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BurmaNet News: 13 April 1995 [#146]

Subject: BurmaNet News: 13 April 1995 [#146] [Thingyan Issue]

"Appropriate Information Technologies, Practical Strategies"
The BurmaNet News: 13 APRIL 1995 [Thingyan Issue, 1995]
Issue #146


               While expressing awareness of continuing grave human
               rights violations in  Burma, a senior Macy's executive
               said Macy's decision was based purely on  economic
               grounds. Business in Burma, the executive explained, is
               hampered by  corruption that makes normal operations




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conditions in Burma and maintains an archive of Burma-related
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necessarily reflect those of either NCGUB or Burma Issues]

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*********************CONTACT REQUESTS*************************
[Originally posted to reg.burma newsgroup]
zar1963 reg.burma        7:24 PM  Apr 10, 1995
(at violet.berkeley.edu)

Does anyone have an email address of Larry from Seattle, who is a friend
of Mike Cullinane from Wisconsin?

Thanks in advance.

By Robert Birsel

 BANGKOK, April 13 (Reuter) - Millions of people across
mainland Southeast Asia began celebrating the Buddhist new year on
Thursday but in some parts of the region security fears clouded
traditional festivities.
 Many people in Thailand, Cambodia, Burma and Laos began the most
important holiday of the year at their Buddhist temples, offering alms
to monks and sprinkling scented water over sacred Buddha statues.
 In Bangkok hundreds of thousands of people took advantage of the
three-day holiday to escape a city sweltering under the year's highest
 The exodus to the countryside caused some of the worst
traffic jams in memory on main roads leading out of the capital but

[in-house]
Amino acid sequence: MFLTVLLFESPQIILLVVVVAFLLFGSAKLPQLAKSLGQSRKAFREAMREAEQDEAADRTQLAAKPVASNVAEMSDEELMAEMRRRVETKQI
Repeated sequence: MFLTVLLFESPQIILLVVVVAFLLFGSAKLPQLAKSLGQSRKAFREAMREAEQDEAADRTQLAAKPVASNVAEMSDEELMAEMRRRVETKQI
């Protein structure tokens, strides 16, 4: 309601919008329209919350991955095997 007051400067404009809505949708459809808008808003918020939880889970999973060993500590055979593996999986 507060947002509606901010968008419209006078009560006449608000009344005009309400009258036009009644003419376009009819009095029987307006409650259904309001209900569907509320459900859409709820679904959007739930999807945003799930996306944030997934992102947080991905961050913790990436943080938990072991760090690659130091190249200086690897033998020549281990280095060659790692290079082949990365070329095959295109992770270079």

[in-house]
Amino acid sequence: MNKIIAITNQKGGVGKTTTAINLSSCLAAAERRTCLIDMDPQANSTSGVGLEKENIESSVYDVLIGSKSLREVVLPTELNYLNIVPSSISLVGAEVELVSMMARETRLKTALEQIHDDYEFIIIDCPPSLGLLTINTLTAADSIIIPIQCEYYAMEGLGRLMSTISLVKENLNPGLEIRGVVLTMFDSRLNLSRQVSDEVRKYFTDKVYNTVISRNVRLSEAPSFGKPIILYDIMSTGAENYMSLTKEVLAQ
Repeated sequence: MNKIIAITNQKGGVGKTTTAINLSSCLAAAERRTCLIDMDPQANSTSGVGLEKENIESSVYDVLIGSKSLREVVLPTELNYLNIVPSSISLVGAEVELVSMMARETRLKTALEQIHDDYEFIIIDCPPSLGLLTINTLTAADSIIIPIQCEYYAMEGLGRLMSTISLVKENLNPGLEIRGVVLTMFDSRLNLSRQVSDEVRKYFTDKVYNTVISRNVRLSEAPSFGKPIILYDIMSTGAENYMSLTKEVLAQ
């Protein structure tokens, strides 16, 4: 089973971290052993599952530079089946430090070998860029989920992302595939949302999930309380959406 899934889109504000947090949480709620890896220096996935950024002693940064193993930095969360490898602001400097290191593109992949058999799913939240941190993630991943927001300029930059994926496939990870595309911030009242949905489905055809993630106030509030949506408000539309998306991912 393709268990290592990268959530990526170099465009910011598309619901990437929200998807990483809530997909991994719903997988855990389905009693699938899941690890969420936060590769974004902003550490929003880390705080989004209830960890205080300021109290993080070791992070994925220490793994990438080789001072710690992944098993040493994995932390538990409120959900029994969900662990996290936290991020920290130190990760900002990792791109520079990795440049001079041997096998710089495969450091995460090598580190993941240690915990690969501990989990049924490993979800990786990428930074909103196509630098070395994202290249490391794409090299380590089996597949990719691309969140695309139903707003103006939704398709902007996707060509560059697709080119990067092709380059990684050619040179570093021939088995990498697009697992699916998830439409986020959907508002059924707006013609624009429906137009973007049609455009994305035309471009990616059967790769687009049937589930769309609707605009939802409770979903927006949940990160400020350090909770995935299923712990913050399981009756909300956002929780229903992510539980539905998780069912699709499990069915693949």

those who remained enjoyed a rare break from the city's usual
bumper-to-bumper crawl with streets virtually empty of cars.
 Foreign tourists joined in the fun, dousing each other and passers-by
with water in a secular manifestation of the
traditional Buddhist offering.
 Pick-up trucks, loaded with revellers and drums full of
water, cruised the city streets soaking everyone within range.  The
Nation newspaper, echoing the views of many Thais,
warned in an editorial on Wednesday that such activities were getting
out of hand.
 ``It is common to see hooligans speeding on motorcyles, with their
pillion riders carrying buckets of water... Pranksters have resorted to
spraying water on passers-by, using
high-velocity fireman's hoses.''
 In Cambodia people prepared for the new year despite threats of
violence by Khmer Rouge guerrillas.
 Security forces in Phnom Penh and towns in the troubled
northwest of the country were ordered on full alert to head off any
attempts by the radical guerrillas to launch attacks.
 As well as a time for visiting temples the new year in
Cambodia is traditionally a time when people clean their homes and put
up altars for offerings to ensure good fortune in the coming year.
 Many people in Rangoon also began their day at temples and pagodas but
later took to the streets to toss water at each other.
 Government departments and companies put up small stages
outside their offices where music and dance performances were held, and
from where passers-by were hosed down.
 The price of petrol on the Rangoon black market hits a peak every new
year as people buy up supplies to drive around the city in jeeps and
trucks soaking each other with water.
 The northeastern Burmese border town of Tachilek began the holiday
period with bomb attacks which one Thai newspaper said left three people
dead and several others injured.
 Burma's state media said opium warlord Khun Sa was
responsible for the blasts.
 Authorities in the Laotian capital Vientiane urged people to celebrate
the new year with restraint ``to conform with the fine Lao tradition and
culture and to ensure social order and
security,'' the state KPL news agency reported.

Wed. April 5, 1995

VICTORIA - Premier Michael Harcourt ordered a trade visit to Burma 
cancelled yesterday after the Opposition questioned the propriety of